Matthew and Mark describe the betrayal of Jesus into the hands of the unbelieving Jews, whom he called “sinners”:

Then he returned to the disciples and said to them, “Are you still sleeping and resting? Look, the hour is near, and the Son of Man is betrayed into the hands of sinners (Matthew 26:45. See also Mark 14:41).

Jesus reviewed the actions of “sinners:”

“If you love those who love you, what credit is that to you? Even ‘sinners' love those who love them.  And if you do good to those who are good to you, what credit is that to you? Even ‘sinners' do that.  And if you lend to those from whom you expect repayment, what credit is that to you? Even ‘sinners' lend to ‘sinners,' expecting to be repaid in full” (Luke 6:32-34).

Jesus taught about cause and effect using the word “sinners:”

Jesus answered, “Do you think that these Galileans were worse sinners than all the other Galileans because they suffered this way? (Luke 13:2).

The story of the man born blind used the word “sinners” once and “sinner” twice.

A second time they [the Pharisees] summoned the man who had been blind. “Give glory to God,” they said. “We know this man [Jesus] is a sinner.” (See also John 9:16).

He [the formerly blind man] replied, “Whether he is a sinner or not, I don't know. One thing I do know. I was blind but now I see!” (John 9:24-25) “We know that God does not listen to sinners. He listens to the godly man who does his will” (John 9:31). 

Paul taught the contrast between sinners and those who are righteous:

For just as through the disobedience of the one man the many were made sinners, so also through the obedience of the one man the many will be made righteous. (Romans 5:19. See also Galatians 2:15-17, Romans 3:7, Hebrews 7:26 (about Jesus), and 1 Timothy 2:14).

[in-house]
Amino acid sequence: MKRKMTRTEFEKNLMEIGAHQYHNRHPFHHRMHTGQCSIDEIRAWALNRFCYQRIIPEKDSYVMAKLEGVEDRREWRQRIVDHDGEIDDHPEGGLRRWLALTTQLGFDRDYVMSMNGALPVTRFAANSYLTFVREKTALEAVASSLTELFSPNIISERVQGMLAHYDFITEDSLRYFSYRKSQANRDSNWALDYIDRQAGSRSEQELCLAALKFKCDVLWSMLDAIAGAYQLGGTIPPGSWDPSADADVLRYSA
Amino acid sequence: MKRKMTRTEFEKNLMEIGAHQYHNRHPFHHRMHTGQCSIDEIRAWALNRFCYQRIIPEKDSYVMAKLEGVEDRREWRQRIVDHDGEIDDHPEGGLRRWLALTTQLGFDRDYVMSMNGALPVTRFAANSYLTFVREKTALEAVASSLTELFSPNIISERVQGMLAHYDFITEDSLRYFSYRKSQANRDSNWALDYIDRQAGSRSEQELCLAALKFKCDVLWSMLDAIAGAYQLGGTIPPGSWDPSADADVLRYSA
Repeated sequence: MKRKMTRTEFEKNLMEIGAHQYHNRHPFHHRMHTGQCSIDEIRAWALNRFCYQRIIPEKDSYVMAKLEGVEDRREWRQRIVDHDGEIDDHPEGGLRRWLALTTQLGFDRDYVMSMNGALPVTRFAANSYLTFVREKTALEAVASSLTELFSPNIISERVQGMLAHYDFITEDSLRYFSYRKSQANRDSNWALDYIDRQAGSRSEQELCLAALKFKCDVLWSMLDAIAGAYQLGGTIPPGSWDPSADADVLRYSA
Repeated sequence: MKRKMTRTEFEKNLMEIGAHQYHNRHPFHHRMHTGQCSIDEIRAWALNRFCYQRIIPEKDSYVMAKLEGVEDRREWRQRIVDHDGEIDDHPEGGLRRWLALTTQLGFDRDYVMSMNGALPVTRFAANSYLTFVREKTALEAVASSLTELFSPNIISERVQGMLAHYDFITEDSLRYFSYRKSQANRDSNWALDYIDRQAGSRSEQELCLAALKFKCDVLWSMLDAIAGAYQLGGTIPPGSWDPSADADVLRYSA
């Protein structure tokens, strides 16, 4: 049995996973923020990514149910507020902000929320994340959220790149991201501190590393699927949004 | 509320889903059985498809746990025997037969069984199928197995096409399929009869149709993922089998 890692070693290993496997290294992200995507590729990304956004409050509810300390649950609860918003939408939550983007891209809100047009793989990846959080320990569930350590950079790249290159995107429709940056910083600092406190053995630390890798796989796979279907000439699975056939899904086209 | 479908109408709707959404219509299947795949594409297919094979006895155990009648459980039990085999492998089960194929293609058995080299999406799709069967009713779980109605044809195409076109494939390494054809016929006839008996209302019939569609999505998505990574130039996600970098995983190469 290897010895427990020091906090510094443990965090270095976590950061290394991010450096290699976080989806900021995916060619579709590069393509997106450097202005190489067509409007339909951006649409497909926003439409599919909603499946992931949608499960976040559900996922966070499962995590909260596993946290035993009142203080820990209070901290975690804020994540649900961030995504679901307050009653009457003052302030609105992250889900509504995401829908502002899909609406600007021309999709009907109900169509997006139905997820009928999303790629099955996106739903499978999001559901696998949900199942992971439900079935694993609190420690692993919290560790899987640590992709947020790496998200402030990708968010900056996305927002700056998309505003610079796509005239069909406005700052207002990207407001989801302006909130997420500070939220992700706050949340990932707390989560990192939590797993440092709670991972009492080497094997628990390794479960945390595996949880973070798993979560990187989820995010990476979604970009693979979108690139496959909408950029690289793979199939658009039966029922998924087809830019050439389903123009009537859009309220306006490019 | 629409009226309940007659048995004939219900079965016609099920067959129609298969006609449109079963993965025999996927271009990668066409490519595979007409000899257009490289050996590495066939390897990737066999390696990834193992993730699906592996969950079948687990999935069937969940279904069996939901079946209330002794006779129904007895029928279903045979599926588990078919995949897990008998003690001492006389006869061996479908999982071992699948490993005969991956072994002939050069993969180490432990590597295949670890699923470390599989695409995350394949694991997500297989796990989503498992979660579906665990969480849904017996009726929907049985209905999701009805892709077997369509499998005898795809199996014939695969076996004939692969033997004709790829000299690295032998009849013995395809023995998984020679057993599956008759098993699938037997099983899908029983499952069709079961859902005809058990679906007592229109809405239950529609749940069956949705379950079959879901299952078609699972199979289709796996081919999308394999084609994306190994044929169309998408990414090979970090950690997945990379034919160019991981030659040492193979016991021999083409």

James warned sinners (James 4:8-10), Jude quoted Enoch who called sinners ungodly (Jude 14-15), the tax collector begged for mercy, acknowledging himself to be a sinner (Luke 18:13), and Peter asked, “If it is hard for the righteous to be saved, what will become of the ungodly and the sinner?” (1 Peter 4:18).

Finally, James said that if a believer wandered from the truth he was called a “sinner”, which would indicate he was no longer a believer but one who had to be brought back through repentance to a saving faith: 

My brothers, if one of you should wander from the truth and someone should bring him back,  remember this: Whoever turns a sinner from the error of his way will save him from death and cover over a multitude of sins (James 5:19-20).

NONE of those scriptures shows the “sinner” as anything but an unredeemed person, an unbeliever, or even someone who has wandered from the truth. NEVER is a person with a saving faith in the Lord Jesus Christ called a sinner. 

None of us who claim to be Christians with a saving faith should ever call ourselves a sinner. It is not appropriate to try to claim common ground with unbelievers or immature Christians by saying that you also are a sinner. Scripture says otherwise. Christians are not “sinners.” If you are a sinner – one who habitually sins, you are not a true believer. In that case you can properly call yourself a sinner. Please note the distinction: Christians do occasionally sin. A sinner habitually sins. The Christian (should) immediately repent and seek God's forgiveness. The sinner does not. 

A Christian can properly say, “I was a sinner, but have been saved by grace.”